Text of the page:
Next day, when everything is fully dry, mask off the cloth, and refinish this side.  First apply thick shellac, allowing it to saturate and seal all the edges where the inner layer of the cloth shows.  Semi gloss spray paint completes the job.  Set up the finished assembly for the test.  Carefully tape over the normal openings, and temporarily unhitch the flap valves and tape their holes.  Install the springs.  I made a gasketed panel that fits over one of the supply openings, with a small pallet check valve covering the opening of the hose from the ShopVac.  The bellows can then be inflated, and when the ShopVac is turned off, the wind is trapped inside.  Note the odd appearance of the inflated cloth.  There are no gussets in the reservoir, and this is the same shape that the original cloth had.

    Time how long it takes for the reservoir to leak down from 4" WC, the maximum extent of the spring range.  (This will never happen in the finished organ, when the safety pallet is installed and set to open at the normal maximum 2-1/2" WC.)  At first I got a time of 72 seconds.  Givens says that 30 to 60 seconds is an acceptable goal for the amateur player rebuilder, but this reservoir is much larger and at lower pressure, and I was sure I could do better.  The leaks were chased down, first with a wet finger, and then with a squirt bottle filled with dishwashing liquid solution.  Any leak will blow beautiful Welkian bubbles. The first big problem was the access lids.  They were made from the same polar-oak-poplar lumber core plywood that has given me problems throughout.  The lids were so warped and partially delaminated that they wouldn't hold air, no matter what.  Also, the screw holes were worn loose by constant opening and closing, and some of them were oversized, from using replacement English screws, which are just a little bit bigger (or smaller) than American.  I thought I might get away with reusing them, but no.  I made new bungs from well shellacked Finnish birch plywood, larger than the originals to allow for a fresh screw line.  I gasketed them with thick soft blotting paper from Conservation By Design Ltd., in England, just like what was used throughout the organ.  I was wary of using this instead of leather, but it worked fine.  I got the time up to over 11 minutes just by doing this.  Now I had time to hunt for more leaks.  No bubbles were seen around the new cloth, but a couple of hairline cracks in the wood that had escaped my notice before were patched.  Most of the screw holes where various things are attached to the feeder side blew big streams of bubbles.  They did not go all the way through to the interior, but I suppose the drillings went close enough to the inner surface that air leaked through the soft surface layer of the plywood.  Perhaps these holes would seal themselves once the attached items where screwed on, but to complete the test, I sealed them anyway.  Once all the leaks big enough to make bubbles were chased down, the emptying time improved to 22 minutes and 50 seconds; not too shabby.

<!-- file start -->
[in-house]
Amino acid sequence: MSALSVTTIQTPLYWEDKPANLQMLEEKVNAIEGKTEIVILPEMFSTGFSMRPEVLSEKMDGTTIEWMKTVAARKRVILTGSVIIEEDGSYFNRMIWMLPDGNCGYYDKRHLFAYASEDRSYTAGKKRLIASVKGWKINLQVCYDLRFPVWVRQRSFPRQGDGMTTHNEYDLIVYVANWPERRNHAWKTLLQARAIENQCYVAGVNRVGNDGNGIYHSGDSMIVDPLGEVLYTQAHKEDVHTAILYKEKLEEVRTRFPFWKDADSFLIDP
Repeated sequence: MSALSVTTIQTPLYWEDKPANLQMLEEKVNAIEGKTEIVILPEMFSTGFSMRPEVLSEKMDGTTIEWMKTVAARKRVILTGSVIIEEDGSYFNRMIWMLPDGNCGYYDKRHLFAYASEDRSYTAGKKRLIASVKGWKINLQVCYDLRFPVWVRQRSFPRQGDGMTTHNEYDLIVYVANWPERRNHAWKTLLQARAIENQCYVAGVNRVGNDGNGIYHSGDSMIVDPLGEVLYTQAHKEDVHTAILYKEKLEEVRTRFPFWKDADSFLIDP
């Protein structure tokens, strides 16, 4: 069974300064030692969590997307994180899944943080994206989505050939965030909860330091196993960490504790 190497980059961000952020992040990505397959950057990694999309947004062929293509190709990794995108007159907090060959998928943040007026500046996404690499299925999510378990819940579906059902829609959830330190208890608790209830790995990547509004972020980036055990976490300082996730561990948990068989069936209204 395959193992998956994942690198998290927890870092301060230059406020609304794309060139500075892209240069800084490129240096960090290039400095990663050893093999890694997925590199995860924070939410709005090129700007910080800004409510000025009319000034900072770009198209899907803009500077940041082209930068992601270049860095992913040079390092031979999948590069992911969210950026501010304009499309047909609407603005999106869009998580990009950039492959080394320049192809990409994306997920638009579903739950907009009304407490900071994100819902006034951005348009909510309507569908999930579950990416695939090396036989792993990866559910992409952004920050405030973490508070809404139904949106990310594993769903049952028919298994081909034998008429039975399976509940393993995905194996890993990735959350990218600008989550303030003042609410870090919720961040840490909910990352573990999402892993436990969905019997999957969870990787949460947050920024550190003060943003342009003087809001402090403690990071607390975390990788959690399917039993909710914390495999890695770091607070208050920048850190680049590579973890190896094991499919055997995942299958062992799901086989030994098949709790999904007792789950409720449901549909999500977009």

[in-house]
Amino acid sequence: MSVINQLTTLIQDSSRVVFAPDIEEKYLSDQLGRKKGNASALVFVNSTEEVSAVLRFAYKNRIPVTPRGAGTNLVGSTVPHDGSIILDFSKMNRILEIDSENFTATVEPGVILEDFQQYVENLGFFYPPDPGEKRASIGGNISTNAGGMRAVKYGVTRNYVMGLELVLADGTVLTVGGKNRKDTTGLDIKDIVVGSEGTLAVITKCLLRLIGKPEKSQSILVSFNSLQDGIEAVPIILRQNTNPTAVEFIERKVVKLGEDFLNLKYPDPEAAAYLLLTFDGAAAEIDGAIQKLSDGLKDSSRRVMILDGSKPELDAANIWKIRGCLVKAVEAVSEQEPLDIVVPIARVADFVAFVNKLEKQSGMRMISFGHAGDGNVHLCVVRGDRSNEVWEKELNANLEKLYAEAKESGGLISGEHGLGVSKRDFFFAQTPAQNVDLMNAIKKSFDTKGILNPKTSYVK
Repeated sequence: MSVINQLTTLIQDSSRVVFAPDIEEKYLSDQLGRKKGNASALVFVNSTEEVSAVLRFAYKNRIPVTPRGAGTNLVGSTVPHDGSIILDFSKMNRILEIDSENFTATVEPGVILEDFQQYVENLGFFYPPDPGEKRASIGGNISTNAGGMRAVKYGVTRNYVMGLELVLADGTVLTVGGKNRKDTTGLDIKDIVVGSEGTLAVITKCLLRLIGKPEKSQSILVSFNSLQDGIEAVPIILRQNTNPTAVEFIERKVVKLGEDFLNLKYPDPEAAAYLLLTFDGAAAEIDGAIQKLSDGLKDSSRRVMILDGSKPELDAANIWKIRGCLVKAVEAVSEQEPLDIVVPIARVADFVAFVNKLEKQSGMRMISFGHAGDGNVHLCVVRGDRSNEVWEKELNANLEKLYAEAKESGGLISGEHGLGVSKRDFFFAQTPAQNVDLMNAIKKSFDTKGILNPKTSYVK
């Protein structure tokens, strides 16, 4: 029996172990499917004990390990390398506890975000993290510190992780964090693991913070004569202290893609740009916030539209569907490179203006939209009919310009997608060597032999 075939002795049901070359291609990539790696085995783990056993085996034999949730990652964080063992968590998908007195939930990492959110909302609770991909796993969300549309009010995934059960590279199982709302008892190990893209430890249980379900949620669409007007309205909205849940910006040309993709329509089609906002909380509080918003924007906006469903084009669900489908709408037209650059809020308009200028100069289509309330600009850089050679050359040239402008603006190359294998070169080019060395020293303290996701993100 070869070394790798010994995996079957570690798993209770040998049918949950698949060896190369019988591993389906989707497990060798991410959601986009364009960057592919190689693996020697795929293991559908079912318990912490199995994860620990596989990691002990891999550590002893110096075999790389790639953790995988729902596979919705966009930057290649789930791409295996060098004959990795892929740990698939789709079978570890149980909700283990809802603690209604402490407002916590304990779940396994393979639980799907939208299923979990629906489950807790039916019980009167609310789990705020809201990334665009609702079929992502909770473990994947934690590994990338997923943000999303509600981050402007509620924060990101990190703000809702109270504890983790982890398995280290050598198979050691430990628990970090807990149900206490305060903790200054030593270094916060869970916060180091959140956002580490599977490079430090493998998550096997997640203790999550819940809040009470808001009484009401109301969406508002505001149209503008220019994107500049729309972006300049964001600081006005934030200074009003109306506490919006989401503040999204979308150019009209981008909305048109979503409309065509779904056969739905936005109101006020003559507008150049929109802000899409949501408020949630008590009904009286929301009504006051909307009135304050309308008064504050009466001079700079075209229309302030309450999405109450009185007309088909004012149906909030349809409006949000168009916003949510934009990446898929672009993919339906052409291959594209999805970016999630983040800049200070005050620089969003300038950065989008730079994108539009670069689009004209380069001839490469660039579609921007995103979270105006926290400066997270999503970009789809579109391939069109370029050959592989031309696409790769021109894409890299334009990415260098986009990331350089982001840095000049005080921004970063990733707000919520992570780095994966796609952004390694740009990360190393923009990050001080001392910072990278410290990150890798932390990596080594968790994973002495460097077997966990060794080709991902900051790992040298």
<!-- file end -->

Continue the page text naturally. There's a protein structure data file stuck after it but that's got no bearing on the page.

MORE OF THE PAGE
Again, perhaps I overdid it, but every extra pump stroke that doesn't make music is lost effort.  But more important, the entire organ has hundreds of feet of packed joints, and hundreds of pouches, valves and pallets in parallel, all potential leakers.  It would be impossible to isolate any individual leak after the entire instrument was assembled.  The only way is to attach the components one at a time, and test each one in turn.  Of course, each item may leak a little, and each additional item will shorten the reservoir time by some amount.  But without a solid starting point, it will be impossible to judge whether that additional leakage is acceptable, or if that item has to be further checked for hidden leakage.